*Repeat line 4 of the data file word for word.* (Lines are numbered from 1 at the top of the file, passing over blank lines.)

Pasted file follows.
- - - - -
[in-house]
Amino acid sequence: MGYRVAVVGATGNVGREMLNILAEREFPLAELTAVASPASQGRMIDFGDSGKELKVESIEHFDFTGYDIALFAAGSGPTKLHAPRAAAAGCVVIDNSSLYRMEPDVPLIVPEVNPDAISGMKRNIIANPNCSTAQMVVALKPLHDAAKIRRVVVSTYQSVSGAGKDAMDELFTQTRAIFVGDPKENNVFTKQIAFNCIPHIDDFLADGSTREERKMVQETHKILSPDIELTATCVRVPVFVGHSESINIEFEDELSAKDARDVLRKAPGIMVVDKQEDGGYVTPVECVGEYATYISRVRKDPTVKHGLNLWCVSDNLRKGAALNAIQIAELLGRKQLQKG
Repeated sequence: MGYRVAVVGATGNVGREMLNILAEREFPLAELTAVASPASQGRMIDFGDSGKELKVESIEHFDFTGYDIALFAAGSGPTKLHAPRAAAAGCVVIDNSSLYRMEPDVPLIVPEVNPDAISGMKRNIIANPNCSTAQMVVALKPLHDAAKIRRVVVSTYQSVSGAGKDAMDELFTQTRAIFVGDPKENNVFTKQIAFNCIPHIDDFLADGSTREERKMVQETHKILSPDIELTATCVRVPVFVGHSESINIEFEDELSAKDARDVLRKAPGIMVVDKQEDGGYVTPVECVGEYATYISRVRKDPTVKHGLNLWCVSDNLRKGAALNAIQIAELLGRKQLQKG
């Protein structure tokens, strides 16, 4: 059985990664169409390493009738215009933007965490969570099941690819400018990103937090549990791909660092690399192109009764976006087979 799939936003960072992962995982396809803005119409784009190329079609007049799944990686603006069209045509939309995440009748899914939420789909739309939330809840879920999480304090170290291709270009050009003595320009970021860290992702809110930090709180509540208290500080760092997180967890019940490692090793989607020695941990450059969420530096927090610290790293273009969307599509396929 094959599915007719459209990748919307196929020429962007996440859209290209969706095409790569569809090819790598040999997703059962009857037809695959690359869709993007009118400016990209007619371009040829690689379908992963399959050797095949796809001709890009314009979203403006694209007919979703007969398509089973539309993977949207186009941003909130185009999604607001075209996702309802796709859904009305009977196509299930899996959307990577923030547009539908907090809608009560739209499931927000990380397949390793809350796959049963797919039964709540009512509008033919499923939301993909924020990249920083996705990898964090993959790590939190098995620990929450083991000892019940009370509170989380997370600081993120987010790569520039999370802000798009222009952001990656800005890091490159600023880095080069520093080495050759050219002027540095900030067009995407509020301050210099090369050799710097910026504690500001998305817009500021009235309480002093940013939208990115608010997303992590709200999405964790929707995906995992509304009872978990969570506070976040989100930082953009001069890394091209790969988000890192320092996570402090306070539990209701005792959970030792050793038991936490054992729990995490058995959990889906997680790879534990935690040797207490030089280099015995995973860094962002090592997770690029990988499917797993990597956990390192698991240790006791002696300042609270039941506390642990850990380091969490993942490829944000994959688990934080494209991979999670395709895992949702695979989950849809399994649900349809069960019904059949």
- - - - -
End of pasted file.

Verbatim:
């Protein structure tokens, strides 16, 4: 059985990664169409390493009738215009933007965490969570099941690819400018990103937090549990791909660092690399192109009764976006087979 799939936003960072992962995982396809803005119409784009190329079609007049799944990686603006069209045509939309995440009748899914939420789909739309939330809840879920999480304090170290291709270009050009003595320009970021860290992702809110930090709180509540208290500080760092997180967890019940490692090793989607020695941990450059969420530096927090610290790293273009969307599509396929 094959599915007719459209990748919307196929020429962007996440859209290209969706095409790569569809090819790598040999997703059962009857037809695959690359869709993007009118400016990209007619371009040829690689379908992963399959050797095949796809001709890009314009979203403006694209007919979703007969398509089973539309993977949207186009941003909130185009999604607001075209996702309802796709859904009305009977196509299930899996959307990577923030547009539908907090809608009560739209499931927000990380397949390793809350796959049963797919039964709540009512509008033919499923939301993909924020990249920083996705990898964090993959790590939190098995620990929450083991000892019940009370509170989380997370600081993120987010790569520039999370802000798009222009952001990656800005890091490159600023880095080069520093080495050759050219002027540095900030067009995407509020301050210099090369050799710097910026504690500001998305817009500021009235309480002093940013939208990115608010997303992590709200999405964790929707995906995992509304009872978990969570506070976040989100930082953009001069890394091209790969988000890192320092996570402090306070539990209701005792959970030792050793038991936490054992729990995490058995959990889906997680790879534990935690040797207490030089280099015995995973860094962002090592997770690029990988499917797993990597956990390192698991240790006791002696300042609270039941506390642990850990380091969490993942490829944000994959688990934080494209991979999670395709895992949702695979989950849809399994649900349809069960019904059949």